Any Facebook employee is there for a reason. They all got the interview for that same reason. Whether it’s because they have some experience in the field that nobody has seen before, or they bring some credentials to the team that would make them easy to train in new ones, those credentials and experiences will be your foot in the door to the HR interview.
Have a Coding Background
After you have gotten the Facebook interview and dealt with the ringer that HR puts you through (these are standard questions). You’ll have a coding section to demonstrate that you have the coding skills to solve a basic problem. Now this could be anything from sorting a list in a good time/space complexity, or it could be using the right data structure to organize data efficiently.
For instance, if you plan on using a data source to organize all people on Facebook by the number of friends they have then you would probably opt for using a tree data structure as opposed to a list data structure because it would give you a better lookup and storage time complexity. Things like that are the type of rational questions they will ask.
During the Main Interview After You Have Gotten through The Initial Interview they are going to drill you with three types of interviewers. The first kind will be the coding demonstration with algorithms, the second kind will be the coding demonstration with data structures, and the third type will be HR style questions that are about your background, where you would want to work, strong suits, etc.
They will put you through a six hour long interview that is comprised of two of these three types of interviews each. The first two will require whiteboarding and walking through your process. Make sure if you suddenly change your mind during a problem that you note why, discoveries, observations, and write it down off to the side so they know you are thinking about the problem rationally and continuously.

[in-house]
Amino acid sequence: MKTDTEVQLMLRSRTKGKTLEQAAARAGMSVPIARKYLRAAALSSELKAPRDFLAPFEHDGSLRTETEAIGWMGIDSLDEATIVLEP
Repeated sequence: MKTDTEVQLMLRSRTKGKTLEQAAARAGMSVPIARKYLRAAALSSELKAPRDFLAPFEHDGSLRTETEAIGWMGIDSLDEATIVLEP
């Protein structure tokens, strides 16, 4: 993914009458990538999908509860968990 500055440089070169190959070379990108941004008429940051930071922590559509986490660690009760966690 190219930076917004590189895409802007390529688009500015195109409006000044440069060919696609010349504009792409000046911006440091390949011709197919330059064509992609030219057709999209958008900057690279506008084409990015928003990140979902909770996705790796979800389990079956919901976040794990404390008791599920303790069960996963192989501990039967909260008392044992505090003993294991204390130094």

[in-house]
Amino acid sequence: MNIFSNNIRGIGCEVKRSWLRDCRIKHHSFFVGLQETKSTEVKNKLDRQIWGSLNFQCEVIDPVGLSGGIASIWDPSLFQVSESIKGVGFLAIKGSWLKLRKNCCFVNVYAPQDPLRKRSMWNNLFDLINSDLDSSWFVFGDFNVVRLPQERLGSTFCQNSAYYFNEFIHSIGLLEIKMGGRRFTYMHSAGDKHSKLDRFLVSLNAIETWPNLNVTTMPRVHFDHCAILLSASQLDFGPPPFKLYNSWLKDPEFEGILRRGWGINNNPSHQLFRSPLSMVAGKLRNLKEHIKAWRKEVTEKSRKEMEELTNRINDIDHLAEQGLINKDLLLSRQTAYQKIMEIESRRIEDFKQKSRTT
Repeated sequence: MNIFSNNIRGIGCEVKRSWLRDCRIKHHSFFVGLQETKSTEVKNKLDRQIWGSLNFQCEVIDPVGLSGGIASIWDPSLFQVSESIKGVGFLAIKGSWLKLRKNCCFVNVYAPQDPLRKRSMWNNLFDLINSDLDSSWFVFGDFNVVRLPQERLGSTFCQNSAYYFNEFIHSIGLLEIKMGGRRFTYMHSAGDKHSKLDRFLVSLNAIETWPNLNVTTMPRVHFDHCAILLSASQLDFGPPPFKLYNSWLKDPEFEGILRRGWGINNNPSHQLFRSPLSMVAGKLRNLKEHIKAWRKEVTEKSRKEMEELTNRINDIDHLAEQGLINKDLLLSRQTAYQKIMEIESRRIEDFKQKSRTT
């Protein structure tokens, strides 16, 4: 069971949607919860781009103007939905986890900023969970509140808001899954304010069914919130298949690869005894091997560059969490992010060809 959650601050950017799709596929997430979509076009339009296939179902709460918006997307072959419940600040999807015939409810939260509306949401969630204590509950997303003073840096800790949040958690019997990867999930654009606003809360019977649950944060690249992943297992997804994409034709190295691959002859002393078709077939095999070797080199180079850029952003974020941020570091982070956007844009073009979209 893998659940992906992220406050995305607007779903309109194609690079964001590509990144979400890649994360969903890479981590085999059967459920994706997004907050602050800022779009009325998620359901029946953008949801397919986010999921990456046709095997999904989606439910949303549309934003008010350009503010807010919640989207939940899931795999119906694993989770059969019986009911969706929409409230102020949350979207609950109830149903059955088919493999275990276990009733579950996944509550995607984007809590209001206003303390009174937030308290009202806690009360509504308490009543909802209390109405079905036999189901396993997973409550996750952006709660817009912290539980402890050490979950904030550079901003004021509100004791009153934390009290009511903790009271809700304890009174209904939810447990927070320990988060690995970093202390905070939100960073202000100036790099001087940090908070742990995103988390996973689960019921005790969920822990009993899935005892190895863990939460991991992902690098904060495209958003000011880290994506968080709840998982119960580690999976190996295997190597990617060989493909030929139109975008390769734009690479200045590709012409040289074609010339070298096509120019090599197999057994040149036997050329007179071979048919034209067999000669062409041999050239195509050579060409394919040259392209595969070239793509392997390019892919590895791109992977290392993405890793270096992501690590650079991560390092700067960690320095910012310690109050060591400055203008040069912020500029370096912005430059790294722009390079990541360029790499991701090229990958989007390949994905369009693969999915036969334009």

This will obviously require some insanely good “thinking on your feet” skills. If you are bad at thinking quickly then practice, practice, practice. That is the only way to more easily recognize what type of problems fall into a container for how to solve them
Have a Major Company on Your Resume to Make You Stand Out
One of the biggest things that likely landed me the Facebook interview in the first place was the fact that, despite fewer years of experience than my competition, I was able to get a good internship (which is significantly easier to get than a job at that same company) with a big-name aerospace company that made the interviewer say “oh you’re the kid who worked at (company)!”.
That kind of recognition that makes you stand out from the rest of the people who are interviewing there will be major bonus points. Anything that will make the interviewers say “oh you’re that guy!” is a good thing. Cool past projects, jobs, or coding languages that are in high demand, will all get you there.
Final Thoughts on Landing an Interview at Facebook
It’s not an easy thing to get an interview at Facebook, and it’s even harder to land a job there, but with the right prior experience, selling yourself, and excellent coding skills you could soon be working out at Menlo Park or Seattle alongside many of the best web developers on the planet.